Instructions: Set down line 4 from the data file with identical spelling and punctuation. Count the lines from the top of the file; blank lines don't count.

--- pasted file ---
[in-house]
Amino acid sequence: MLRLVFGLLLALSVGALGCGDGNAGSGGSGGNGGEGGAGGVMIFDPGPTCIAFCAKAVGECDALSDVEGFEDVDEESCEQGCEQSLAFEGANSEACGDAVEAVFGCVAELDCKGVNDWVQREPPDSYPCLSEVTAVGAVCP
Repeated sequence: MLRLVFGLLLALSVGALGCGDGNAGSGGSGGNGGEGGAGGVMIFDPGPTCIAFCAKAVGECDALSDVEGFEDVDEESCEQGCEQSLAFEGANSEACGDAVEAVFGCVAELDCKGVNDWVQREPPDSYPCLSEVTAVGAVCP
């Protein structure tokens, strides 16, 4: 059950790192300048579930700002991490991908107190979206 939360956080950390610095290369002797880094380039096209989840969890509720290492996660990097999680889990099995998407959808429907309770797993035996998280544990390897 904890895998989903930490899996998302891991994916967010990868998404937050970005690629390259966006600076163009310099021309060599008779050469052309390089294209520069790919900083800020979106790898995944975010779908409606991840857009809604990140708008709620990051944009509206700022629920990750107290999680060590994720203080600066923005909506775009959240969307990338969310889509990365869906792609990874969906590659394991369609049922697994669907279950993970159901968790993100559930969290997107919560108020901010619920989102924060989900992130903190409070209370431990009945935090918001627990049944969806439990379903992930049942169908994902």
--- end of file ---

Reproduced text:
């Protein structure tokens, strides 16, 4: 059950790192300048579930700002991490991908107190979206 939360956080950390610095290369002797880094380039096209989840969890509720290492996660990097999680889990099995998407959808429907309770797993035996998280544990390897 904890895998989903930490899996998302891991994916967010990868998404937050970005690629390259966006600076163009310099021309060599008779050469052309390089294209520069790919900083800020979106790898995944975010779908409606991840857009809604990140708008709620990051944009509206700022629920990750107290999680060590994720203080600066923005909506775009959240969307990338969310889509990365869906792609990874969906590659394991369609049922697994669907279950993970159901968790993100559930969290997107919560108020901010619920989102924060989900992130903190409070209370431990009945935090918001627990049944969806439990379903992930049942169908994902």